The male painted bunting is often described as the most beautiful bird in North America and as such has been nicknamed "nonpareil," or "without equal." Freeuse photo
Exploring Nature: Painted Bunting
At a recent gathering of birders, there was a discussion of what nice birds had been seen recently. A recitation of lesser goldfinch, caracara and dark-eyed junco brought favorable commentary.
But then someone mentioned she had seen a painted bunting and there was a palpable increase in excitement and interest. It was agreed she had been most fortunate to see such a lovely bird.
Indeed, this is truly a beautiful species. With a blue head, red eye ring, and fire-engine red body, complimented by a glow-in-thedark chartreuse back, the male painted bunting is a bird to behold.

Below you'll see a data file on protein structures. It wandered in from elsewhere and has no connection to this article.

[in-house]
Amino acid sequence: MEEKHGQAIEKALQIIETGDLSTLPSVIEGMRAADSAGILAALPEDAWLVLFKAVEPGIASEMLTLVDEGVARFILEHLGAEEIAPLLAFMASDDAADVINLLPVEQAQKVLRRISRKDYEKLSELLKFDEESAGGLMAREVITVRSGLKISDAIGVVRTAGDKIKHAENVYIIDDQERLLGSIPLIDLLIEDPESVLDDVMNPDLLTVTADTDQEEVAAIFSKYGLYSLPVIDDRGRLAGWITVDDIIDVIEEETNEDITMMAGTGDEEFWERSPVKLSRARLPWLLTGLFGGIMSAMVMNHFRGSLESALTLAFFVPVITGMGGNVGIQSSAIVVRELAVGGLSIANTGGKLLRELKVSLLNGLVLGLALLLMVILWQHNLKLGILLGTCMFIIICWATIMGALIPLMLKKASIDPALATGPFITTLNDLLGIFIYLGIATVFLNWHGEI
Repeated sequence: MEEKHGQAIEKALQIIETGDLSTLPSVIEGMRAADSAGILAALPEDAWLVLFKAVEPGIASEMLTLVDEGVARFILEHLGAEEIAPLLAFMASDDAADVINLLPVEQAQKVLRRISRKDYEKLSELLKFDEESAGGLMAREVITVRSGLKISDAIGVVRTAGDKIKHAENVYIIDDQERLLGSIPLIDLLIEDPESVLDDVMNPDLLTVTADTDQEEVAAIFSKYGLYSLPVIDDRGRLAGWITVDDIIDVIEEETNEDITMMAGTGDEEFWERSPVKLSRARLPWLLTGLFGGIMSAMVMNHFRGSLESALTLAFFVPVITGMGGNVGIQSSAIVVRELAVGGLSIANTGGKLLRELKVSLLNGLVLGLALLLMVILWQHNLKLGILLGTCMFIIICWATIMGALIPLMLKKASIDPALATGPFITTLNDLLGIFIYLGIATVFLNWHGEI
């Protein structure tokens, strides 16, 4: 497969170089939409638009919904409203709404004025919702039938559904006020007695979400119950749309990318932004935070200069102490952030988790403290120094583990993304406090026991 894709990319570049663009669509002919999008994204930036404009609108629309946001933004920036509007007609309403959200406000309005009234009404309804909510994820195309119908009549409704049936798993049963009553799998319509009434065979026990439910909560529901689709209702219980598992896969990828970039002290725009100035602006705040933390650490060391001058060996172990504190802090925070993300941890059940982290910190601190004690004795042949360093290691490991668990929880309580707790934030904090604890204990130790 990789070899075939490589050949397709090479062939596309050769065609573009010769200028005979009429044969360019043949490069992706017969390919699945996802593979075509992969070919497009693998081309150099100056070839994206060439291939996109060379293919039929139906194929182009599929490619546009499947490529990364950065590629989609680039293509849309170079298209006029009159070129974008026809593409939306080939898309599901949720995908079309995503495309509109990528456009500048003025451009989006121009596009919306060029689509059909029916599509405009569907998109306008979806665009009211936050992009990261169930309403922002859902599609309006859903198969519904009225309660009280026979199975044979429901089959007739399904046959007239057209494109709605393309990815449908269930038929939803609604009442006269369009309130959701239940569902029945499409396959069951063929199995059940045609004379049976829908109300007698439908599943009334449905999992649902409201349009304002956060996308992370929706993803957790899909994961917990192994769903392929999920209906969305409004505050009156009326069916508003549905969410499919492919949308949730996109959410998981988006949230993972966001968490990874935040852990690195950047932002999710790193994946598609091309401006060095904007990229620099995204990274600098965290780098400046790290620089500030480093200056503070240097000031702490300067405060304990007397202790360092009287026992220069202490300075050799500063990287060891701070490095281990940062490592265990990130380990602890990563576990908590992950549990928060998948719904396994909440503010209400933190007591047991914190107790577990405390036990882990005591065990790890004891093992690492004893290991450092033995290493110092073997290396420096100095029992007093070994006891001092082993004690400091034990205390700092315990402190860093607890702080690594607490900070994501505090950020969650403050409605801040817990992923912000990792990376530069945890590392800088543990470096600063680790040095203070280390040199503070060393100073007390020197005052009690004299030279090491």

The female painted bunting is a more subdued light green and a most handsome bird in her own right, but does not compare with the wildly-colorful male.
To Spanish-speaking settlers in Texas, the male bunting was called the “mariposa pintada,” the “painted butterfly.” French colonists called it “nonpareil,” “without equal.”
This bird arrives in our area around April and then departs in October or November for its winter home in Mexico and Central America.
Unfortunately, the great beauty and cheery song of the painted bunting makes it popular as a caged bird in Mexico and points south. That is a major reason its numbers are in decline.
Roger Tory Peterson called this bunting “the most gaudily colored American bird.” I call it “the rainbow bird” and hope it survives as one of our most beautiful avian treasures.